On the Street Where You Live

A lot of Brits will no doubt always associate the titular song with Quality Streets, thanks to a long running advert in the mid-90s.

The song itself originates from the musical “My Fair Lady” which we all know is an musical adaption of George Bernard Shaw’s Pygmallion and will probably always be associated with Nat King Cole.

The funny thing about Nat King Cole is that people forget that he was a very good jazz pianist due to his success as a crooner, his crooner image no doubted helped by the vocal album he did with the Battersea born blind pianist George Shearing. This is the album which Cole’s famous recording of “Let There Be Love”,  a song again famous in the UK thanks to an advert (for Bisto Gravy I think). Interestingly enough, in his autobiography  “Lullaby of Birdland” George Shearing talks about the album and he mentions he thought that it would the medium-swing tempo “Pick Yourself Up” which would be the albums most popular song, he wryly admits how wrong he was.

Most Nat King Cole compilations these days focus on his later more commercial work and tend to ignore the Trio work of the 1940s which is a shame as those are very good records. While he sings on most of them he always plays a significant amount of piano on the tracks and he even composes a few numbers, “Straighten Up and Fly Right” being the most famous of his pieces. I think what illustrates the competence of the Nat  King Cole trio is that it consists of Piano, Bass and Guitar, there is no drummer meaning that there is no room for coasting. The trio influenced a lot of future pianists including Ray Charles and Oscar Peterson, the later released an album called “With Respect to Nat” and I believe it is the only album on which Oscar Peters on sings! The similarity of Peterson’s voice to Cole is quite striking, while he doesn’t have the range of Nat it is a pleasant surprise.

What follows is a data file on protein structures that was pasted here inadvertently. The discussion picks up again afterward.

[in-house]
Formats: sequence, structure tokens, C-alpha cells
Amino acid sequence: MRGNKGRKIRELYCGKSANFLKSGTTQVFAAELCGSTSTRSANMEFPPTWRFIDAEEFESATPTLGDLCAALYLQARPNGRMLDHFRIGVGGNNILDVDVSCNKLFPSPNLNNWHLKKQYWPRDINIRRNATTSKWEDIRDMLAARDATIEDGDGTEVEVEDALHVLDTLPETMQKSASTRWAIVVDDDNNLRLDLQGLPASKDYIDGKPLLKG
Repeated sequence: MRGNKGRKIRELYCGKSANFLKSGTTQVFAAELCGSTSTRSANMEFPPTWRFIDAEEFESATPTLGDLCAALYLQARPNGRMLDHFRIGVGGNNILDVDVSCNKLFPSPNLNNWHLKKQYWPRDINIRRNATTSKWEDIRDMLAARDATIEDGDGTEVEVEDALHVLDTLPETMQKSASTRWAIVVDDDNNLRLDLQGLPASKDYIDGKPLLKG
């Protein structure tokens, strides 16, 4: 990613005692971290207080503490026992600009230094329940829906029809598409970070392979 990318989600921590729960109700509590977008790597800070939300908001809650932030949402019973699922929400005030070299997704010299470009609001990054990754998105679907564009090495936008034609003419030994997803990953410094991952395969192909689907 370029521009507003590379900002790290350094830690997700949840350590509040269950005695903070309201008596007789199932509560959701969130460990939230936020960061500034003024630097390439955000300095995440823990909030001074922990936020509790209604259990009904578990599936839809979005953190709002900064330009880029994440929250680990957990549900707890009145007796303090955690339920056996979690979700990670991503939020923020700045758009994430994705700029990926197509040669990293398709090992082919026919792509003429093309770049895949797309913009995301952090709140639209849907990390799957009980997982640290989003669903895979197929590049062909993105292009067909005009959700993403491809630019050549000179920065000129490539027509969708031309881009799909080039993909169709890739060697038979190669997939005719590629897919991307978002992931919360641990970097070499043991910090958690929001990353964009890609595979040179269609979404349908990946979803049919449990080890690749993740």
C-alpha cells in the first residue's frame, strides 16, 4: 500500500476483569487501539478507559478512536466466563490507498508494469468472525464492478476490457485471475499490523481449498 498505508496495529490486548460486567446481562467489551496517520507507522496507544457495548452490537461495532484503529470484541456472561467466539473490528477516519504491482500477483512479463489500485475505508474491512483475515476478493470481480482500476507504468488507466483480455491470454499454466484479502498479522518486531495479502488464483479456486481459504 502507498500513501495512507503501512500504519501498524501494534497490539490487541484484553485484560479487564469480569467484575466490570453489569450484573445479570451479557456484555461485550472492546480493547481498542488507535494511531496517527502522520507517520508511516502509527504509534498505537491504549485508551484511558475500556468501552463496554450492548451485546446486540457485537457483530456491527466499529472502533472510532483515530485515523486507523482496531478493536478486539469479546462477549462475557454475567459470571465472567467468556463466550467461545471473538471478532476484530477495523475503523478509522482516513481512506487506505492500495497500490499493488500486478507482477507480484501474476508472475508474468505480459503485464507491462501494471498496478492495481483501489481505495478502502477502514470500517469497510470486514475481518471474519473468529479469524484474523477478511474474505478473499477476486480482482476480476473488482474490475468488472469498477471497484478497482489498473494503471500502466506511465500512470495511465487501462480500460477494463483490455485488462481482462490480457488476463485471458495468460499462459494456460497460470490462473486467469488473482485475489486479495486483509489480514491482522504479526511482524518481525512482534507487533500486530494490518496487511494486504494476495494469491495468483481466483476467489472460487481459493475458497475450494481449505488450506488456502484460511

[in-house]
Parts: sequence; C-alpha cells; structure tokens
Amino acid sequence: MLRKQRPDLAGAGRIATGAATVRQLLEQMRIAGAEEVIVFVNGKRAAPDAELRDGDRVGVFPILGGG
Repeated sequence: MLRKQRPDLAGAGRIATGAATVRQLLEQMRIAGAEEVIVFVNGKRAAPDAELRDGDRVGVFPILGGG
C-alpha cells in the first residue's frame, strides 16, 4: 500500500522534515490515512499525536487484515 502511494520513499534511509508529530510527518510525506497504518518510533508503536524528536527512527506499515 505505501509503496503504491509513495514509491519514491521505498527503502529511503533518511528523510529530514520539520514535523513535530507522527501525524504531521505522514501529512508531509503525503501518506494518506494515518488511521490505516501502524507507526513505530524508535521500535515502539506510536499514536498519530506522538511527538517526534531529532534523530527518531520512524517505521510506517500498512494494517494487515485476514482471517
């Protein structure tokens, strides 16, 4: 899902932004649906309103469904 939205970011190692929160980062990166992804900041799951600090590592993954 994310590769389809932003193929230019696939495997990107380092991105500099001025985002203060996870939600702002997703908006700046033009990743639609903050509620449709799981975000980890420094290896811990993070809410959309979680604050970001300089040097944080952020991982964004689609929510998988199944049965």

However I think my favourite Nat Cole tribute album is by the Canadian Jazz singer/pianist Diana Krall released on the Impulse label and is called “All for You”, it features some lesser known Cole songs like “Boulevard of Broken Dreams”, “Errand Boy for Rhythm” (well it is femininised) and the titular track. More well known Cole songs feature such as “Frim Fram Sauce”, “Hit that Jive Jack” and “Gee, Baby Ain’t I Good to You”, it is a good album and I do believe it was the first Diana Krall I bought.

7 thoughts on “On the Street Where You Live

  1. I just printed this for Mr. Swiss to read as I knew it would interest him. He completely agrees with what you have written about Nat King Cole, that many have forgotten what an excellent jazz pianist he was and that the Diana Krall album is very good.

    Liked by 1 person

    • He is an amateur actually, although if he and his group can play somewhere he takes the money, he is not so modest. At the moment they have a quartett and it looks like it might develop as at last they are having 1-2 weekly rehearsals. It would be a golden oldie trio, all around 70-75 with the exception of the bass, he is a youngster, gifted and enjoys playing with the seniors.


  2. Pingback: NaPoWriMo – Day 5 – “Heir Today, Gone With The Wind Tomorrow” by David Ellis | toofulltowrite (I've started so I'll finish)

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